Wild Northern Bobwhite Quail Reintroduced in Pennsylvania

For the first time since being extirpated from their natural range in the mid-2000s, wild bobwhite quail were reintroduced in Pennsylvania this week. Roughly 100 wild quail, captured from multiple locations across the eastern U.S., were released at the Letterkenny Army Depot in Franklin County. The release is part of a years long effort to improve bobwhite habitat at the Letterkenny Depot and bring back the iconic bird — which once flourished in The Keystone State. 

Quail habitat restoration began at The Letterkenny Army Depot in 2017. Since then, roughly 2,600 acres have been restored or improved. Quail Forever Habitat Specialists were responsible for much of the on-the-ground restoration work over the past several years, along with help from Letterkenny staff, the Pennsylvania Game Commission and countless volunteers. Donations to the project were made possible in part by the Cumberland Valley Chapter of Pheasants Forever, including the purchase of a 12-foot offset disc used in establishing early-successional habitat. 

“We’re incredibly excited to be moving into the final stages of this project,” said Julia Smith, Pheasants Forever and Quail Forever’s Pennsylvania state coordinator. “Of course, the work won’t stop once the birds are released. We’ll continue to assist our partners to ensure this habitat is maintained and continues to expand and flourish.”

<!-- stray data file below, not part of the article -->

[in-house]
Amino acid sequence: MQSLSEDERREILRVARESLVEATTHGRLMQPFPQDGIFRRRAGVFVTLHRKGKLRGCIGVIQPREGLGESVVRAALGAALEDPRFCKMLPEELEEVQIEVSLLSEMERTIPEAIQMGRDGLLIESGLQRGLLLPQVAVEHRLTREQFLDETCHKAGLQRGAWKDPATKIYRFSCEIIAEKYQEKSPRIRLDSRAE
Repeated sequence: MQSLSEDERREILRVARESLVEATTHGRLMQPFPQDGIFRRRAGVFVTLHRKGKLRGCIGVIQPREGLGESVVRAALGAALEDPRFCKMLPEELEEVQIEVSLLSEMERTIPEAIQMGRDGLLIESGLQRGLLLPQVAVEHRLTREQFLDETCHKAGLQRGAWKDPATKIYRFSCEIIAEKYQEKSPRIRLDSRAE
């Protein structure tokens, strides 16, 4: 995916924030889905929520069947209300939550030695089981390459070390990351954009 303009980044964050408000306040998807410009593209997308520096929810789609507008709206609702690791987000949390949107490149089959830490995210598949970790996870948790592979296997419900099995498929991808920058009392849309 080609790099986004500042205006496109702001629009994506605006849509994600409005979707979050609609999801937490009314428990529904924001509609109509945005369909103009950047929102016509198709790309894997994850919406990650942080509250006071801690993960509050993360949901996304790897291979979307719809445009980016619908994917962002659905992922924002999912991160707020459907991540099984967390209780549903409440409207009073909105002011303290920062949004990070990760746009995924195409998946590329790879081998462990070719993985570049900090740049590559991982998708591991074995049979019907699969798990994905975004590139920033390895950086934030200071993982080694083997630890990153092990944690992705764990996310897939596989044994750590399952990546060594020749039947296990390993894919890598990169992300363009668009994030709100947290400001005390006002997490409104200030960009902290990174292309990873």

The wild birds were trapped and re-located from a number of locations, including Virginia, Kentucky and the Tall Timbers Research Station and Land Conservancy in northern Florida. Quail were released on March 19 with more release dates to follow, allowing for a gradual change in the habitat. 

For questions about this project, contact Julia Smith at jsmith@pheasantsforever.org or 814-634-5176.  

About Quail Forever

Pheasants Forever and Quail Forever make up the nation's largest nonprofit organization dedicated to upland habitat conservation. This community of more than 420,000 members, supporters and partners is dedicated to the protection of our uplands through habitat improvement, public access, education and advocacy. A network of 754 local chapters spread across North America determine how 100 percent of their locally raised funds are spent — the only national conservation organization that operates through this grassroots structure. Since its creation in 1982, the organization has dedicated more than $1 billion to 580,000 habitat projects benefiting 26.5 million acres. 

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Mikayla Peper